Abstract: (see Poster Gallery) Its Not Supposed to Happen This Way: What Helps Parents Who Have Lost a Child through Accidential or Violent Death (Society for Social Work and Research 27th Annual Conference - Social Work Science and Complex Problems: Battling Inequities + Building Solutions)

All in-person and virtual presentations are in Mountain Standard Time Zone (MST).

SSWR 2023 Poster Gallery: as a registered in-person and virtual attendee, you have access to the virtual Poster Gallery which includes only the posters that elected to present virtually. The rest of the posters are presented in-person in the Poster/Exhibit Hall located in Phoenix A/B, 3rd floor. The access to the Poster Gallery will be available via the virtual conference platform the week of January 9. You will receive an email with instructions how to access the virtual conference platform.

161P (see Poster Gallery) Its Not Supposed to Happen This Way: What Helps Parents Who Have Lost a Child through Accidential or Violent Death

Friday, January 13, 2023
Phoenix C, 3rd Level (Sheraton Phoenix Downtown)
* noted as presenting author
Dorothy Jimenez, DM, Faculty, Capella University, Fort collins, CO
Background and Purpose: This study conducted a systemic review of what parents who lost a child through an accidental or violent death need in their grieving process. The death of a child is a devastating and incomprehensible loss (Arnold & Gemma, 2008) that has a significant impact on those around them and creates a unique and significant grieving process for parents. Sporren et al (2001) shared that losing a child in an accident increase the risk of long-term psychiatric distress. The depth of research investigating how to support parents grieving due to natural causes validates that knowledge on how to support bereaved parents in the grieving process is important in providing support and services (Titlestand et al., 2020). The literature generally concludes there needs to be additional research on how to support parents bereaved due to a sudden or unexpected loss (Andriessen et al., 2019; Floyd, et al., 2013; Kawashima & Kawano, 2019).

Methods: The systemic review examined 55 peer-reviewed articles using key terms of parental bereavement; loss through suicide; loss through violence; loss through accidents; and loss of a child. Once the articles were identified they were analyzed and reduced to articles that included a minimum of parental bereavement and loss of a child through unnatural causes. This resulted in 55 articles dating from 1995 to 2022. A table was developed to capture the results of the study specifically identifying what the parents self-reported as useful in their grieving process. The table was analyzed for common themes.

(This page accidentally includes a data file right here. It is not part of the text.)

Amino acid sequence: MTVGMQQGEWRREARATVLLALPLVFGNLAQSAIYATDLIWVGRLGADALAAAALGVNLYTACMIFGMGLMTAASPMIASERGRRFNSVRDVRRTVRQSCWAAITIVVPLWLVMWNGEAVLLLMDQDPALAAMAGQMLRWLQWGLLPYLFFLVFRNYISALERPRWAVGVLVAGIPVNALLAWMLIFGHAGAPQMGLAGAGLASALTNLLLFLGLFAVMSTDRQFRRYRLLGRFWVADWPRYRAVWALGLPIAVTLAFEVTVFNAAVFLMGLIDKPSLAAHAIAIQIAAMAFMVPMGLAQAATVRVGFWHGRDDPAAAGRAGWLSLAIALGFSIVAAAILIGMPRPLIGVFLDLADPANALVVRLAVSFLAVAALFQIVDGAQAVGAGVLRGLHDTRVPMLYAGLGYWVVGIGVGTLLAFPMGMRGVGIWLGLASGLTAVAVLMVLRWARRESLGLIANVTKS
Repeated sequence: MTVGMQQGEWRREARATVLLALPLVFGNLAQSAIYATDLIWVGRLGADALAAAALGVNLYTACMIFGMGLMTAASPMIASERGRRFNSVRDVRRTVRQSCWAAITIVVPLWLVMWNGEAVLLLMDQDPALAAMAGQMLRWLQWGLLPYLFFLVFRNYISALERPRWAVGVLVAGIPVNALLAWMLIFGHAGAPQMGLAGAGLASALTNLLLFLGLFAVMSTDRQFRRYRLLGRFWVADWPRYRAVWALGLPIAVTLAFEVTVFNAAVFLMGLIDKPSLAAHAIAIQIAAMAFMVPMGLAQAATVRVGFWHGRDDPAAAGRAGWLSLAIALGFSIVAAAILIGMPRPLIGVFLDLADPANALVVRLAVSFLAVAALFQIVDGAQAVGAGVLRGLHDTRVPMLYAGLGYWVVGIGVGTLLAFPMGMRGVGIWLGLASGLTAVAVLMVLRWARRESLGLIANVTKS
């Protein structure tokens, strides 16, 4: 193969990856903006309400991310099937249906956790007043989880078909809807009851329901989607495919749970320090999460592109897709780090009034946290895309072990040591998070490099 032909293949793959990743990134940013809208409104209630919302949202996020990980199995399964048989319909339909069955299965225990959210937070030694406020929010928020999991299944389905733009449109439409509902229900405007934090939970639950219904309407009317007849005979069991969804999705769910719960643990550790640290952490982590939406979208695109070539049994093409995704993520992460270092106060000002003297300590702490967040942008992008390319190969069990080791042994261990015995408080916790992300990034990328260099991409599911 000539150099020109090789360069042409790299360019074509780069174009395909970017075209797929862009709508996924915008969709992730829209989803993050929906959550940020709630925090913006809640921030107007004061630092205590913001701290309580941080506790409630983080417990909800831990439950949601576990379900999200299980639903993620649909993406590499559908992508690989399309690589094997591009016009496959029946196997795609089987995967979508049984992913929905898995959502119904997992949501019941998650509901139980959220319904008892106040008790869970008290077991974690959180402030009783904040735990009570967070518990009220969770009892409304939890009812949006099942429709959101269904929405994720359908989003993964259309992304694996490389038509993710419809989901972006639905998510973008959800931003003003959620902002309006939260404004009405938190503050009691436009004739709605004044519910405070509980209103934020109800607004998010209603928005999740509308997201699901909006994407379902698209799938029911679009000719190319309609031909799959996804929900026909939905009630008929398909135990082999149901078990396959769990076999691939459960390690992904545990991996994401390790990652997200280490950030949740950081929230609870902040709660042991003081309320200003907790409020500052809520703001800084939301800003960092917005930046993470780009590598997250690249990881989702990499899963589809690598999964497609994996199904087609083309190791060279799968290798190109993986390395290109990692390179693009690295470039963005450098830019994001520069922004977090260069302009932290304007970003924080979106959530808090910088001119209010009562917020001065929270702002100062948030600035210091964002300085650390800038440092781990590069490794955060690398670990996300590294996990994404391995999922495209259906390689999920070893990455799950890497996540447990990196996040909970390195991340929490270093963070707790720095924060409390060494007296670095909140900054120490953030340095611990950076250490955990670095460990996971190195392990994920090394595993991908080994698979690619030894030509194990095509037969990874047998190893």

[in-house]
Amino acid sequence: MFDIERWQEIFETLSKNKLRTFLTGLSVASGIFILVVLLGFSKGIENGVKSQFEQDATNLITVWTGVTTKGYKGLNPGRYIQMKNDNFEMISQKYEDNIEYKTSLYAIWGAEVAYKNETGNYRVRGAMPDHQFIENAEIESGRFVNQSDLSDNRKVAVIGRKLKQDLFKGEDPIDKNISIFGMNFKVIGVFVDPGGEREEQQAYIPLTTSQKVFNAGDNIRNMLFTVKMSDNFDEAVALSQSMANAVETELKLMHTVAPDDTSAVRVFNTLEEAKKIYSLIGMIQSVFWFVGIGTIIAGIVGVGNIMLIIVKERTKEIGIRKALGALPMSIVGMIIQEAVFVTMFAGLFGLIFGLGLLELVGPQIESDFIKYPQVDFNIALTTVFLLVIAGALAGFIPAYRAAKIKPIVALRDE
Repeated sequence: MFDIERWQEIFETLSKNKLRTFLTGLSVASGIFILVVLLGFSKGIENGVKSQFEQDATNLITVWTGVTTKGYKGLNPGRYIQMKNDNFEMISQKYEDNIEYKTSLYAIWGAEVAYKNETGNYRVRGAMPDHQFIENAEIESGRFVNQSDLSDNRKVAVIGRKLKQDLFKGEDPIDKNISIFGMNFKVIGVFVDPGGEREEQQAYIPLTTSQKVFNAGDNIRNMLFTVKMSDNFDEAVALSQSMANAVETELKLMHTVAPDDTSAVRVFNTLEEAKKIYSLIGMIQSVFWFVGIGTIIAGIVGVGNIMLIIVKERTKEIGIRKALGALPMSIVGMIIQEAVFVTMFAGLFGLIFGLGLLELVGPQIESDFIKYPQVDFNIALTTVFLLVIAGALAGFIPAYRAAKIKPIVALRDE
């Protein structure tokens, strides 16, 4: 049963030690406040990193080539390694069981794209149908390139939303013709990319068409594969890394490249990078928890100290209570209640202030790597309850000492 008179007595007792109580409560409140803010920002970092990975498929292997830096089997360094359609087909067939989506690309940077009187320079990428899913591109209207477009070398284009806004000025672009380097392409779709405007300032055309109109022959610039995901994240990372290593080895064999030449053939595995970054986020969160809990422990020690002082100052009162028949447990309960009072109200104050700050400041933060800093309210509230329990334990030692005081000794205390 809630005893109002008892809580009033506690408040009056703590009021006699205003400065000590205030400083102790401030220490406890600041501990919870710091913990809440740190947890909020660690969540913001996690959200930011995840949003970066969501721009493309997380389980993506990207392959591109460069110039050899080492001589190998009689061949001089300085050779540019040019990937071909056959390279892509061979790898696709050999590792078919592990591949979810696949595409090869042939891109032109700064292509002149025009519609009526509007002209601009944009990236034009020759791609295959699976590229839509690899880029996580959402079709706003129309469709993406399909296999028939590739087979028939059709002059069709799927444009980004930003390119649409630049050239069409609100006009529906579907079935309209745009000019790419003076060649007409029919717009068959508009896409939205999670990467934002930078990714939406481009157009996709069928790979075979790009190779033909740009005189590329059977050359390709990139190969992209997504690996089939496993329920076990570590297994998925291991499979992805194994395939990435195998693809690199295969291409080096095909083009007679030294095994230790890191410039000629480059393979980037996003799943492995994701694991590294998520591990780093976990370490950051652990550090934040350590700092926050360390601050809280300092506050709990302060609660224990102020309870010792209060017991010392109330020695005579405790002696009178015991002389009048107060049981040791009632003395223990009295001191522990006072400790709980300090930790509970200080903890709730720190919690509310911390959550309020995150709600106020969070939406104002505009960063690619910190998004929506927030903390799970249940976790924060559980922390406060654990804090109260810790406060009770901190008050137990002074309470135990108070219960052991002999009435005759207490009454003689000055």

Results: The thematic analysis identified several key themes that were reported by parents’ bereavement of their child through accidents or violence included: connecting to others, self-forgiveness, finding meaning, carrying the child forward in the parent’s life, and the ability to say goodbye as vital in the healing process for these bereaved parents.

Implications: Parents who experience the sudden death of a child will work with a variety of professionals to assist them in navigating the grief process and Jazen et al (2013) contended that understanding what parents need in the grief process is vital in their healing process. However, there is consensus that there are no clear guidelines on how to support parents facing the loss of a child through unnatural causes. This systemic review identified historical consistency in what parents’ self-report they need in their healing process and will provide insight to Social Workers on how to best support bereaved parents in a manner that is specific to losing a child in a tragic and sudden manner that is outside of traditional grief and bereavement. Further studies could compare the themes found in this study compared to grief and loss of a child due to natural causes.